This guide starts off with the age-old question: "Should a woman get a revolver or a semi-auto?" I'm not only going to answer it (the answer being Yes, No, and Maybe), but give you a list of the best guns to look at if you've never owned a real sidearm before.
I admit, I had a lot of help from the guys. Bless 'em, whatever would we do without 'em? Not all of 'em have their heads up their muzzles. A lot of information here is theirs. But the conclusions are all ours to make, girls.
Revolver Or Semi-auto?
Nearly everybody recommends a revolver for a woman's first handgun. But I'm here to tell you, it ain't necessarily so. Especially now when some of the newer semi-autos are nearly as fuss-free as revolvers. But wait a sec. Just what is a revolver, and what's a semi-auto, and what are the variations of them you need to know before you start your shopping?
What's A Revolver?
A revolver is a handgun where the cartridges*** are carried in a revolving - get it? -- cylinder. It's the kind of gun you see in old cowboy movies because it was the hot-shot modern gun to have in those days.
What's so good about revolvers?
- They're easier to use than most (not all!) semi-autos.
- There's less to go wrong.
- They're often cheaper than semi-automatics.
- You can change the grips to make them fit larger or smaller hands (something only some semi-autos allow.
- Some revolvers can handle two different calibers of ammo - a big, nasty, ugly, hard-to-shoot but really knock-em-down caliber and a smaller, lighter, cheaper round for practice.
- They're more reliable than semi-autos for people who have extra-weak arms and shoulders.
The bad about revolvers:
- Their ammo capacity is usually only 5 or 6 rounds, compared with 8 to 16 for a semi-auto.
- They're slower to re-load (though you can get past that with speedloaders and practice).
- They really aren't as malfunction-proof as some people will tell you.
There are two kinds of revolvers:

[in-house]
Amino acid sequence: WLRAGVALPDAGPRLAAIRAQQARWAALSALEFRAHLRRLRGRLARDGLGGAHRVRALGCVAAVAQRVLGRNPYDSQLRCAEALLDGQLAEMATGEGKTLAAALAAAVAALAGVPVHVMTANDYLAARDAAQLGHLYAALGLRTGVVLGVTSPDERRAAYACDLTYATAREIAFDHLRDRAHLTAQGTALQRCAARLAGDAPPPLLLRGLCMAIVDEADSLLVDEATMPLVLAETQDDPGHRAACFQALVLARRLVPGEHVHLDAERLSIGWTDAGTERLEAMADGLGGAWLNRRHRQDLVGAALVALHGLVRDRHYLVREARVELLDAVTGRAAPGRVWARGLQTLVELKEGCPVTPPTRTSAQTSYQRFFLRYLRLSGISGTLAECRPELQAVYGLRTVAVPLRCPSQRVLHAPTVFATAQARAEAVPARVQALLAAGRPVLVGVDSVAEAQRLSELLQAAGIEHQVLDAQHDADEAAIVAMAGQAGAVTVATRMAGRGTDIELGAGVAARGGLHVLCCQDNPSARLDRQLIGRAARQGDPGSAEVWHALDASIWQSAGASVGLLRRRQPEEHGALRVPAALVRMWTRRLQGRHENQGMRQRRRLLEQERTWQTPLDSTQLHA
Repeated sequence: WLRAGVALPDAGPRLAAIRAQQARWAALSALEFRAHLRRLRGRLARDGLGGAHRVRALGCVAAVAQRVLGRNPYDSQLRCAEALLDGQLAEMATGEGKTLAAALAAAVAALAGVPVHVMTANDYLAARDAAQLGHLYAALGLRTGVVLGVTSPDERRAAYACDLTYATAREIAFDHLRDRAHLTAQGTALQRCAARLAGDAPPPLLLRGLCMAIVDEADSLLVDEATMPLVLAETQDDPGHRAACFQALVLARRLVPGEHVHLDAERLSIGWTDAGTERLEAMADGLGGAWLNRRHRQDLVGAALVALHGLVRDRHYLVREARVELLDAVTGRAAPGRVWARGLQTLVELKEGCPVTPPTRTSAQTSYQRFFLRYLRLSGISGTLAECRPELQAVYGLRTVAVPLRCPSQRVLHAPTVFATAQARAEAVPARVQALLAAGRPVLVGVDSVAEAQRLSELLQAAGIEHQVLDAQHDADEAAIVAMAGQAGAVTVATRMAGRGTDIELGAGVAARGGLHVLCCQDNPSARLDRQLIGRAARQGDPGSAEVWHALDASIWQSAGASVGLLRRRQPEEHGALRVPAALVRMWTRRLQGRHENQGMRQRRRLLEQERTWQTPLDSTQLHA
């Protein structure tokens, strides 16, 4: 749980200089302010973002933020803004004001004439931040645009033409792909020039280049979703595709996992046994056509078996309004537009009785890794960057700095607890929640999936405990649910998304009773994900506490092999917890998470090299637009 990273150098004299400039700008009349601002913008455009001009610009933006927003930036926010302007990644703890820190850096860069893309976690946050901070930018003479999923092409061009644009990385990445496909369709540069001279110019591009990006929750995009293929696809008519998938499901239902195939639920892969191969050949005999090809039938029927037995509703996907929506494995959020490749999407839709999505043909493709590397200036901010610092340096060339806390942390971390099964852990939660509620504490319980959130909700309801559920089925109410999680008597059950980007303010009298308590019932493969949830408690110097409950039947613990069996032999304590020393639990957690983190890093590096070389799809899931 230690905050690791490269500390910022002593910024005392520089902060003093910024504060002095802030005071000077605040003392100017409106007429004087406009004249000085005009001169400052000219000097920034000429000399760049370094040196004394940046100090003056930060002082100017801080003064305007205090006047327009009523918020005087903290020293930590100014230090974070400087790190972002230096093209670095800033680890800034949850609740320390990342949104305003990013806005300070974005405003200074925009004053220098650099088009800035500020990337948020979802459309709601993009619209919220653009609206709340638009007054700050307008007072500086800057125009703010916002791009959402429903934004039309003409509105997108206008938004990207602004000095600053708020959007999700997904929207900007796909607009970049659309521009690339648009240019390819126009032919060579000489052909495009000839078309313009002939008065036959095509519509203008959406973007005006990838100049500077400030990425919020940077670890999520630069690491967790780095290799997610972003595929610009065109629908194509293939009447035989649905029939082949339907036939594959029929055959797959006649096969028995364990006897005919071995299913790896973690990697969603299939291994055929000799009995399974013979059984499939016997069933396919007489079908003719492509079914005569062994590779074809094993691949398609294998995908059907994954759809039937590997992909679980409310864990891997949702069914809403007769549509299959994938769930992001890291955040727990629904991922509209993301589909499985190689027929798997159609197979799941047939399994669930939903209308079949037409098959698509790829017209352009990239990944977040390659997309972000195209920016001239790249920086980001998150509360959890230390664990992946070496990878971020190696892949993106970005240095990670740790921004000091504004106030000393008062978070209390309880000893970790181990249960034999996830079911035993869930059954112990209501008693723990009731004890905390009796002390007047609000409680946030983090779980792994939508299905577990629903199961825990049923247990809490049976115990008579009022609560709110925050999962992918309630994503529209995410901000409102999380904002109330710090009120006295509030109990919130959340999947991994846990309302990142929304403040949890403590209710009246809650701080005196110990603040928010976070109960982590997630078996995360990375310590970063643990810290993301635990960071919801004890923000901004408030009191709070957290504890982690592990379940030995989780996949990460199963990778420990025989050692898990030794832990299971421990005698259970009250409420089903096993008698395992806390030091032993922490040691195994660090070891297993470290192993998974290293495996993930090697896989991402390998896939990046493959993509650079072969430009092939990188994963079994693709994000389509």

- Single-action: This means you cock the gun and pull the trigger in two separate motions. That takes time, girl. And if you've got to teach some uppity boy a lesson, time is just what you don't have. You do not want a single-action revolver for self-defense. You really don't. Just forget it.
- Double-action: When you pull the trigger, the gun automatically cocks all in the same motion. Pull trigger; gun goes boom. If you want a revolver for self-defense, you want double-action. (Simple. One decision's already been made for you.)
What's A Semi-auto?
A semiautomatic, sometimes also called an autoloader, is a firearm where the cartridges are carried in a magazine. (The Big Boys'll laugh at you if you call a magazine a "clip"). The magazine is usually inserted into the gun's grip. Once you put a round in the chamber, the next round (cartridge) automatically rises into firing positon each time you pull the trigger. Pull trigger: gun goes boom.
What's so good about a semi-auto:
- They usually hold more ammo than a revolver - sometimes a lot more, despite the government's silly high-capacity magazine ban.
- They're flatter so they fit better under your outfit, if that's the way you wear 'em.
- Some semiautos are as easy to use as revolvers.
- If you drop a semiauto, it's less likely to get temporarily knocked out of whack ("out of battery," if you want to impress the boys) than a revolver.
- You can sometimes choose whether to carry your semi-auto in an extremely "ready" (but not super safe) condition, an unready (but much safer) condition, or something in between.
The bad about semi-autos:
- Some are harder to use than revolvers; they have safeties, decockers, and other complications you must learn to operate.
- More mechanical things can go wrong with them.
- Somesemi-autos are harder to clean because they require really twisted disassembly procedures. (Yes, you do have to clean them all. A woman's work is never done.)
- If your arms are spaghetti-noodle limp when you shoot, semi-autos may not load the rounds properly, which could leave you in a lurch if you need to make your next shot real quick.